THE HIBBERD | South Bend
Built in 1926, the Hibberd Building located at 321 S. Main Street was once home of the Hibberd Printing Company. Renovation of this three-story, 25,000-square-foot building was an extensive project. Starting with completely reducing the building to only the concrete pillar superstructure.
Designed by EPOCH ARCHITECTURE + PLANNING, this contemporary updated building has a rooftop terrace and is comprised of office and retail shopping space on the ground level. There are 14 apartments on the top two levels with sizes ranging from studio to two bedroom.
Historical information c/o Kathleen Neal
Charles B. Hibberd founded Hibberd Printing Company in a small building in the 100 block of North Main Street.
That original Main Street location was destroyed by an 1892 fire, forcing a move to 129 North Michigan St., near where Vegetable Buddies is located today.
Upon Charles’ death in 1901, management of the company was transferred to his elder brother John A. Hibberd. John was a practicing attorney in South Bend and a prominent leader, holding positions in the Indian State Senate, Citizens Loan, Trust & Savings Co., and First Presbyterian Church. among others.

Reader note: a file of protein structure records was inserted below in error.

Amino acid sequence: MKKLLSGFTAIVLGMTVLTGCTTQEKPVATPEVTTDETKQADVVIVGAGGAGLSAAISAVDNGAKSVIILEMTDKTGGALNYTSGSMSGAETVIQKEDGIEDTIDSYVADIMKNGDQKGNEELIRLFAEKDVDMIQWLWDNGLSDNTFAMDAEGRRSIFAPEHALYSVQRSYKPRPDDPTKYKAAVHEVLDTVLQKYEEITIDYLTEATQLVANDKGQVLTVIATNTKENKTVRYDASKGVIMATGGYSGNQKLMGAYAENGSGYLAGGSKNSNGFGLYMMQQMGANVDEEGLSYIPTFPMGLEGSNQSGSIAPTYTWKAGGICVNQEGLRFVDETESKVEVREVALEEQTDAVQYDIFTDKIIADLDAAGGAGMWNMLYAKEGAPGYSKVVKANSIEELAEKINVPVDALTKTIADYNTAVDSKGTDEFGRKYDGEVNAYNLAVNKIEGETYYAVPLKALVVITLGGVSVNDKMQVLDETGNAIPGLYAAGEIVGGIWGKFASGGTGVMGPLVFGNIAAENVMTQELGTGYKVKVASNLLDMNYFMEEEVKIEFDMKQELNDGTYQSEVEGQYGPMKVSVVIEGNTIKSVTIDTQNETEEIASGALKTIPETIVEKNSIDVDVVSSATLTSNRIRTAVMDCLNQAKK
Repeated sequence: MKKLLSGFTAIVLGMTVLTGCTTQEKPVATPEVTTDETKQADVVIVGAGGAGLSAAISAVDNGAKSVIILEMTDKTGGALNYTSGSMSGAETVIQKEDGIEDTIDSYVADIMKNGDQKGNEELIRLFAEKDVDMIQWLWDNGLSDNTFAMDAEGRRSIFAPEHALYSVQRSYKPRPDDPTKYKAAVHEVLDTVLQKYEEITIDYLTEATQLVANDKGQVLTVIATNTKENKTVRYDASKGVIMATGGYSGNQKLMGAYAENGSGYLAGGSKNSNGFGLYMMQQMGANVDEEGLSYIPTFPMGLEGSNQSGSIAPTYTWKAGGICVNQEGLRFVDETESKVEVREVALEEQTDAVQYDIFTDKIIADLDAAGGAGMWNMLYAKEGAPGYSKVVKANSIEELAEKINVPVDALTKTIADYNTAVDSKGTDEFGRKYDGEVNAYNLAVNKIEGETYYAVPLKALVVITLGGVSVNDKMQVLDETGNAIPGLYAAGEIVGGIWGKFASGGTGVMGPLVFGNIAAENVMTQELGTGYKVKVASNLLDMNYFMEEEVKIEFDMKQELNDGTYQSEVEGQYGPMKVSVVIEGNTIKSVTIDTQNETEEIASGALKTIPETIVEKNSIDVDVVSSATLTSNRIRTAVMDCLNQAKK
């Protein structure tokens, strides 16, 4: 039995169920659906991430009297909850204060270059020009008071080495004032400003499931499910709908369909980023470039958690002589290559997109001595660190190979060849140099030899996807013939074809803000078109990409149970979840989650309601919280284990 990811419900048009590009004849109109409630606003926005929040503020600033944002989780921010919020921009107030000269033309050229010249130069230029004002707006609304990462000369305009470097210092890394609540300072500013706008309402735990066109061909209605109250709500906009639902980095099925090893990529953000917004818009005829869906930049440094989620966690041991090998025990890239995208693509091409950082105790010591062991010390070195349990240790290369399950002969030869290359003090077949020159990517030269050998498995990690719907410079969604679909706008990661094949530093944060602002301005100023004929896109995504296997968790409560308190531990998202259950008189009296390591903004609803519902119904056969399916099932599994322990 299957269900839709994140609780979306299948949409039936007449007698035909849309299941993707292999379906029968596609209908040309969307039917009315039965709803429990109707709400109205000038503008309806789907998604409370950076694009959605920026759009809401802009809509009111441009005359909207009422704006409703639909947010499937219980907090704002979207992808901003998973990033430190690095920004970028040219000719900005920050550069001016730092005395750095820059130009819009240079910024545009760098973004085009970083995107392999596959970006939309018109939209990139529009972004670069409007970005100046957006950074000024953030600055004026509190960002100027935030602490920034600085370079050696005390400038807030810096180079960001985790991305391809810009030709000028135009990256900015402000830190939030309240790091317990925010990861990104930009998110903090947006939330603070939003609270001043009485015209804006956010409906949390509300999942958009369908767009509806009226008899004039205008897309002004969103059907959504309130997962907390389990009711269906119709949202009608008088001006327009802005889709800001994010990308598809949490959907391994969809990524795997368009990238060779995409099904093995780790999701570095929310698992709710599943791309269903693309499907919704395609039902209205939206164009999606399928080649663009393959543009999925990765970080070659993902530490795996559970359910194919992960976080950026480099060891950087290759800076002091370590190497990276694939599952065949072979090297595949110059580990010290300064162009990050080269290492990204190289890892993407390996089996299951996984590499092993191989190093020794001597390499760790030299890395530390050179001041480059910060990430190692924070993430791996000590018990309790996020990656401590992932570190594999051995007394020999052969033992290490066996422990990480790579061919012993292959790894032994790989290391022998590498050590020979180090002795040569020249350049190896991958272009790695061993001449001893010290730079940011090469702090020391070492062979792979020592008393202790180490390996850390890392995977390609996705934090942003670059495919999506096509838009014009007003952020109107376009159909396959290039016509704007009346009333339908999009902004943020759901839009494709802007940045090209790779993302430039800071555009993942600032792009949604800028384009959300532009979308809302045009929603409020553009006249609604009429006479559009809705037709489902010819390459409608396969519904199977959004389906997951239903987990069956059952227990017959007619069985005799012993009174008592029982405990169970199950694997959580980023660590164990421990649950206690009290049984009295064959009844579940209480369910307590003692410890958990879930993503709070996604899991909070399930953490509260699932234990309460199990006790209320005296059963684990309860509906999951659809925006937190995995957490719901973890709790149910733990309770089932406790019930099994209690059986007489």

John led the Hibberd Printing Company to significant growth, printing newspapers, city directories, advertising brochures, and eventually expanding the bookbinding business to include book publishing. To accommodate the growing business, John oversaw the construction of the new Hibberd printing plant in 1926 at 321 South Main Street. John retired from the printing business in 1931, at the age of 76, and transferred ownership and management to his nephew, Charles’ son, Carl L. Hibberd, Sr. who was already active in the family business
Carl L. Hibberd, Sr. managed the printing company until shortly before his death in 1968 at the age of 79. Like his uncle John, Carl was active in the South Bend community beyond the printing business, holding positions in the Chamber of Commerce, Rotary Club, Scottish Rite, Izaak Walton League, and Fidelity Investment Co. among others.
After Carl Sr.’s death, the Hibberd Printing Co. was eventually sold to Sommers Graphics who would operate out of the South Main Street location for several decades.